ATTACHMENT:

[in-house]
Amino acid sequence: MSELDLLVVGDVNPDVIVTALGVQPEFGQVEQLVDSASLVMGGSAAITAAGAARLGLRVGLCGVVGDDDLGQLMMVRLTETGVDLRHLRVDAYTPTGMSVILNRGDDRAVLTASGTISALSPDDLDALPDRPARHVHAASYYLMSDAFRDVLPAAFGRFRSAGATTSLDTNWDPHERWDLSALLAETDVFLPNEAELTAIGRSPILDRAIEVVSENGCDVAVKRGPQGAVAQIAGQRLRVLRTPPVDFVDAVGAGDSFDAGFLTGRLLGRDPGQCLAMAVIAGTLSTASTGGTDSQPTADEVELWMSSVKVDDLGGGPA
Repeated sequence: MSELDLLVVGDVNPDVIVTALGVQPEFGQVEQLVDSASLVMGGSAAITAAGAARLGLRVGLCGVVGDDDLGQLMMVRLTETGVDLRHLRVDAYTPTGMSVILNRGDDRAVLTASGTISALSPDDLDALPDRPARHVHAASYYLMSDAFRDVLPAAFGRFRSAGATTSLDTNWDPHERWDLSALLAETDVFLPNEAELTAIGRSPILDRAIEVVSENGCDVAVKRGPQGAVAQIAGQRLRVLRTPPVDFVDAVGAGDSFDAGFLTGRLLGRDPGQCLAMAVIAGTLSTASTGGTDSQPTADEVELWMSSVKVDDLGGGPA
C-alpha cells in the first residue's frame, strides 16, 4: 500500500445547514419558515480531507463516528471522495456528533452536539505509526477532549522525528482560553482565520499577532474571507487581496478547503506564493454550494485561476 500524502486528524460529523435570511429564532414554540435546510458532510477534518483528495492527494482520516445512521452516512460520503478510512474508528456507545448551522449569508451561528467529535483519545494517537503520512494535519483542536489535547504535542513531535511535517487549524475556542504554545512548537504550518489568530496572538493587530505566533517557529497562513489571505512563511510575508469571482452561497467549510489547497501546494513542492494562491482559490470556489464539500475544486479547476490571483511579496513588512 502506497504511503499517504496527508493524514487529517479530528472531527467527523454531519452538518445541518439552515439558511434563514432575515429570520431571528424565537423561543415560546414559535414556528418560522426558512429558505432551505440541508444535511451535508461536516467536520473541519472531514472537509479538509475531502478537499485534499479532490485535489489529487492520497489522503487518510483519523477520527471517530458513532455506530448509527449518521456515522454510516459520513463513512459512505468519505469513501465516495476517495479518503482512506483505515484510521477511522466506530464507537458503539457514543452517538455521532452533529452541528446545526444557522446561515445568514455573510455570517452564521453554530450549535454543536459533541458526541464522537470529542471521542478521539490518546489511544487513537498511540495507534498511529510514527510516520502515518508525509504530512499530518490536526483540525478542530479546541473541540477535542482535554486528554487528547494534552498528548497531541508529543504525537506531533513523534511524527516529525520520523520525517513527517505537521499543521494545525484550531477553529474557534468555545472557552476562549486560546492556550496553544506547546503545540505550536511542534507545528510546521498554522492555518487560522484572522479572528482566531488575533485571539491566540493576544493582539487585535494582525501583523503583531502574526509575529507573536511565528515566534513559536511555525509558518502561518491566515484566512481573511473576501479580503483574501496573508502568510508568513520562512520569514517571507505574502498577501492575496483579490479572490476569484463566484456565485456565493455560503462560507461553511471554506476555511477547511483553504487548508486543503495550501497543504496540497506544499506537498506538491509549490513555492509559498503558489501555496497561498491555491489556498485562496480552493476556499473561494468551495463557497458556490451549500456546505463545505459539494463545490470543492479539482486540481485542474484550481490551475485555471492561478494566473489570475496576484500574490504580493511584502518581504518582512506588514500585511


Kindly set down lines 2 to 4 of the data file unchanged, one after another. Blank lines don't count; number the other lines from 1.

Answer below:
Amino acid sequence: MSELDLLVVGDVNPDVIVTALGVQPEFGQVEQLVDSASLVMGGSAAITAAGAARLGLRVGLCGVVGDDDLGQLMMVRLTETGVDLRHLRVDAYTPTGMSVILNRGDDRAVLTASGTISALSPDDLDALPDRPARHVHAASYYLMSDAFRDVLPAAFGRFRSAGATTSLDTNWDPHERWDLSALLAETDVFLPNEAELTAIGRSPILDRAIEVVSENGCDVAVKRGPQGAVAQIAGQRLRVLRTPPVDFVDAVGAGDSFDAGFLTGRLLGRDPGQCLAMAVIAGTLSTASTGGTDSQPTADEVELWMSSVKVDDLGGGPA
Repeated sequence: MSELDLLVVGDVNPDVIVTALGVQPEFGQVEQLVDSASLVMGGSAAITAAGAARLGLRVGLCGVVGDDDLGQLMMVRLTETGVDLRHLRVDAYTPTGMSVILNRGDDRAVLTASGTISALSPDDLDALPDRPARHVHAASYYLMSDAFRDVLPAAFGRFRSAGATTSLDTNWDPHERWDLSALLAETDVFLPNEAELTAIGRSPILDRAIEVVSENGCDVAVKRGPQGAVAQIAGQRLRVLRTPPVDFVDAVGAGDSFDAGFLTGRLLGRDPGQCLAMAVIAGTLSTASTGGTDSQPTADEVELWMSSVKVDDLGGGPA
C-alpha cells in the first residue's frame, strides 16, 4: 500500500445547514419558515480531507463516528471522495456528533452536539505509526477532549522525528482560553482565520499577532474571507487581496478547503506564493454550494485561476 500524502486528524460529523435570511429564532414554540435546510458532510477534518483528495492527494482520516445512521452516512460520503478510512474508528456507545448551522449569508451561528467529535483519545494517537503520512494535519483542536489535547504535542513531535511535517487549524475556542504554545512548537504550518489568530496572538493587530505566533517557529497562513489571505512563511510575508469571482452561497467549510489547497501546494513542492494562491482559490470556489464539500475544486479547476490571483511579496513588512 502506497504511503499517504496527508493524514487529517479530528472531527467527523454531519452538518445541518439552515439558511434563514432575515429570520431571528424565537423561543415560546414559535414556528418560522426558512429558505432551505440541508444535511451535508461536516467536520473541519472531514472537509479538509475531502478537499485534499479532490485535489489529487492520497489522503487518510483519523477520527471517530458513532455506530448509527449518521456515522454510516459520513463513512459512505468519505469513501465516495476517495479518503482512506483505515484510521477511522466506530464507537458503539457514543452517538455521532452533529452541528446545526444557522446561515445568514455573510455570517452564521453554530450549535454543536459533541458526541464522537470529542471521542478521539490518546489511544487513537498511540495507534498511529510514527510516520502515518508525509504530512499530518490536526483540525478542530479546541473541540477535542482535554486528554487528547494534552498528548497531541508529543504525537506531533513523534511524527516529525520520523520525517513527517505537521499543521494545525484550531477553529474557534468555545472557552476562549486560546492556550496553544506547546503545540505550536511542534507545528510546521498554522492555518487560522484572522479572528482566531488575533485571539491566540493576544493582539487585535494582525501583523503583531502574526509575529507573536511565528515566534513559536511555525509558518502561518491566515484566512481573511473576501479580503483574501496573508502568510508568513520562512520569514517571507505574502498577501492575496483579490479572490476569484463566484456565485456565493455560503462560507461553511471554506476555511477547511483553504487548508486543503495550501497543504496540497506544499506537498506538491509549490513555492509559498503558489501555496497561498491555491489556498485562496480552493476556499473561494468551495463557497458556490451549500456546505463545505459539494463545490470543492479539482486540481485542474484550481490551475485555471492561478494566473489570475496576484500574490504580493511584502518581504518582512506588514500585511